IMAGE: This is Dr. Joy Melnikow, M.D., MPH. view more
Credit: UC Davis Health
A comprehensive analysis of eight clinical trials and four cohort studies on cervical cancer screening by researchers from UC Davis and Kaiser Permanente Northwest has found that while Pap smears are still highly effective for detecting pre-cancerous cells and cancer, testing for the virus that causes these cancers also is an excellent screening tool.
The findings, published August 21 in the Journal of the American Medical Association (JAMA), were used to inform the U.S. Preventive Services Task Force, which published its updated recommendation on cervical cancer screening in the same issue of the journal. The Task Force is an independent panel of experts that makes evidence-based recommendations on disease prevention. The Task Force also provides an annual report to Congress on the evidence base for clinical preventive services and recommends priority areas that deserve further examination.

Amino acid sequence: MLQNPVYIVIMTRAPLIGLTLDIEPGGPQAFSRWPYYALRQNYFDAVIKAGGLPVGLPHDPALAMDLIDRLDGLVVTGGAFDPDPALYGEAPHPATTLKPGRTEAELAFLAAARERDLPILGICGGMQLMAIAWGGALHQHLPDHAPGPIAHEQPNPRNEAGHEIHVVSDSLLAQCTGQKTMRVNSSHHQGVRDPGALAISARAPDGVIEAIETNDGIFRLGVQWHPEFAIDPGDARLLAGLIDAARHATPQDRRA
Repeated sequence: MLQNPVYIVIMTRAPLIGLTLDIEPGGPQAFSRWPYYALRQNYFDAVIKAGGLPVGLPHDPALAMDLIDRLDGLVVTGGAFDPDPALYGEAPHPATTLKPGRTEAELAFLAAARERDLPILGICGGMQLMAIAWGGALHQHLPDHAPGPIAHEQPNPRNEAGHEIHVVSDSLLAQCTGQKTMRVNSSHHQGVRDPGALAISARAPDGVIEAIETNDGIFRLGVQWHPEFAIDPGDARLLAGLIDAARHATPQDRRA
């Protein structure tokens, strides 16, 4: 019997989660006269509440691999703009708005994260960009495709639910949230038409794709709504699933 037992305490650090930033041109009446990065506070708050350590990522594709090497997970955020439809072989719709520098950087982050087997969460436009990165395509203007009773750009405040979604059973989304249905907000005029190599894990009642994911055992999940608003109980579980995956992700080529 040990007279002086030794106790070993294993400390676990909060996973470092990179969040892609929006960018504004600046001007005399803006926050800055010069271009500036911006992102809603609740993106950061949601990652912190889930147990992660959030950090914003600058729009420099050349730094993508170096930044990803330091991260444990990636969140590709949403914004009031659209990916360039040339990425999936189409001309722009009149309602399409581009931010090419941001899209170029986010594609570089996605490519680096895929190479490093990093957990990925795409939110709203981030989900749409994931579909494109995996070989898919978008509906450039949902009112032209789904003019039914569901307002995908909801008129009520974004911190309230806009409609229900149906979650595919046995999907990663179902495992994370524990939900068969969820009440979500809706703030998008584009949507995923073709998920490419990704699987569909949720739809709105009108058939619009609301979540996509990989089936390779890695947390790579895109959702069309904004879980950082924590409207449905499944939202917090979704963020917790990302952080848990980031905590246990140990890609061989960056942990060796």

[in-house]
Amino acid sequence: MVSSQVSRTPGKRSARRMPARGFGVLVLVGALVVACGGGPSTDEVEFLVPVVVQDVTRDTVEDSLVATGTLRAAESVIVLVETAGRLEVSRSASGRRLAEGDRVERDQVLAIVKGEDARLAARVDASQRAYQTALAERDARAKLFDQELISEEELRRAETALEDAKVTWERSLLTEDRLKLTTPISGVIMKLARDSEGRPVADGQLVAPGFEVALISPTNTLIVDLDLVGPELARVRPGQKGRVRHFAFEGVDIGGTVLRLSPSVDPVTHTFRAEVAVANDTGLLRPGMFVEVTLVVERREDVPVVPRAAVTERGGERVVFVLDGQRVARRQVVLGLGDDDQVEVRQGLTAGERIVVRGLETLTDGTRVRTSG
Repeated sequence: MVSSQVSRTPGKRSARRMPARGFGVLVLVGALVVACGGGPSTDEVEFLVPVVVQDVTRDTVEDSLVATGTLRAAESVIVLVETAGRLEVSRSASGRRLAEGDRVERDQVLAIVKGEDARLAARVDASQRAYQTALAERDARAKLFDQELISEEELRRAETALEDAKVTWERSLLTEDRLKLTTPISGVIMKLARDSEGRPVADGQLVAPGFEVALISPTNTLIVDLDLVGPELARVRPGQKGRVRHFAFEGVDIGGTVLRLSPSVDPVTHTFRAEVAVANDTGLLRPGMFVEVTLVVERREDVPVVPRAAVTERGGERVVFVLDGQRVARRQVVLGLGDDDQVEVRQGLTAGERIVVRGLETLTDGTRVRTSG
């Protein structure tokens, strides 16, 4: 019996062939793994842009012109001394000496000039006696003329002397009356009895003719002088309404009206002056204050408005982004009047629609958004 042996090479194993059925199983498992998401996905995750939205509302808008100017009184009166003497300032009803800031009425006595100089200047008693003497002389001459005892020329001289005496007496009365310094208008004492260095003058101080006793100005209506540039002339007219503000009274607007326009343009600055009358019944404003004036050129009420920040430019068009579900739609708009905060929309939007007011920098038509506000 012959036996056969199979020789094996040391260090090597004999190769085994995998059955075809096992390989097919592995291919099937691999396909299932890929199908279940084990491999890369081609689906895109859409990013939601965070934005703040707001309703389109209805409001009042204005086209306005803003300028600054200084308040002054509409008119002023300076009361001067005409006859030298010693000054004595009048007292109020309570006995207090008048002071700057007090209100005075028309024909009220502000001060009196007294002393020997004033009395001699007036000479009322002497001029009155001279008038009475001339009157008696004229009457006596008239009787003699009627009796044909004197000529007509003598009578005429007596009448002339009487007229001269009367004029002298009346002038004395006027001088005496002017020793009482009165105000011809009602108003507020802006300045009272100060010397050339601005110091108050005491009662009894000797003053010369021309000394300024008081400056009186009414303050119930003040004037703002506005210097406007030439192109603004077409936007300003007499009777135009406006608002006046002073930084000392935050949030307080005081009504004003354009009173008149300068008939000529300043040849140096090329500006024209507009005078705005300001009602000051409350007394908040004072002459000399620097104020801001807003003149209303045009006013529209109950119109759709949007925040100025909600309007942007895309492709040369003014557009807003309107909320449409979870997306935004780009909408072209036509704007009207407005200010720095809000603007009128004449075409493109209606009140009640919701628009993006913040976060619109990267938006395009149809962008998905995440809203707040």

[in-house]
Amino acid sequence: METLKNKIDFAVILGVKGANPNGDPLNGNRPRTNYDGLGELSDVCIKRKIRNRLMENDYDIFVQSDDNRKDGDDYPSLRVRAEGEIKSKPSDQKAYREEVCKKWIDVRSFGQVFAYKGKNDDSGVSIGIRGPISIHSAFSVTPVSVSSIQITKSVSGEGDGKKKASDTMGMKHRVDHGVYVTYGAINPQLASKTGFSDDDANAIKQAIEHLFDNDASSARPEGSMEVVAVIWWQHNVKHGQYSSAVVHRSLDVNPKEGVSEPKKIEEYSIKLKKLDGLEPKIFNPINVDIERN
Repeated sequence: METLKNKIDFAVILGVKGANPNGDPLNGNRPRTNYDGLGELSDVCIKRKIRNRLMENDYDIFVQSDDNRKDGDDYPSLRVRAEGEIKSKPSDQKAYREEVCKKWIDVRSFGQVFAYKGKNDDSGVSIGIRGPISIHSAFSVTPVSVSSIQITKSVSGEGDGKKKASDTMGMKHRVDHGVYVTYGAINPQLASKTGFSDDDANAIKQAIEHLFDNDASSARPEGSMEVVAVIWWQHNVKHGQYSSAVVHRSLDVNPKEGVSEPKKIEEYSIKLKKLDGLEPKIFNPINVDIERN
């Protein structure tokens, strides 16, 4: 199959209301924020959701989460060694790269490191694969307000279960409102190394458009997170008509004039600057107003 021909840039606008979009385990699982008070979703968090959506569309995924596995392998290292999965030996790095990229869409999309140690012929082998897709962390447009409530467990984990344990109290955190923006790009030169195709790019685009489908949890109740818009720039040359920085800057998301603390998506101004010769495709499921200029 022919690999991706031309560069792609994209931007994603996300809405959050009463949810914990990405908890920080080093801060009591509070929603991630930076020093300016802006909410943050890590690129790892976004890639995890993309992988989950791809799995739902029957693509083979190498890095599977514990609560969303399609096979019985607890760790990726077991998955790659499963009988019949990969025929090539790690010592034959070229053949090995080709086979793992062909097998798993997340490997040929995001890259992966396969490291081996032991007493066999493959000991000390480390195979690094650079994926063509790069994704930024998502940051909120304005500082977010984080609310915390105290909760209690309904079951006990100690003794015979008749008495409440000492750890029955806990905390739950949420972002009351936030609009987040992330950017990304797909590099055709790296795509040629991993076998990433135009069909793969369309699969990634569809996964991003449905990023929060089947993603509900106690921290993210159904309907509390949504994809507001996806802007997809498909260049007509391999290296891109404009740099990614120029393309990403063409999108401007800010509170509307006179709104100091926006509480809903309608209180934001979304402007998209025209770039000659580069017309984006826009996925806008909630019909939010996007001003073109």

The research was led by Joy Melnikow, director of the UC Davis Center for Healthcare Policy and Research, a family and community medicine physician and expert on evidence-based cancer screening.
The systematic review found that in the first round of screening, testing for high-risk viral types of human papillomavirus
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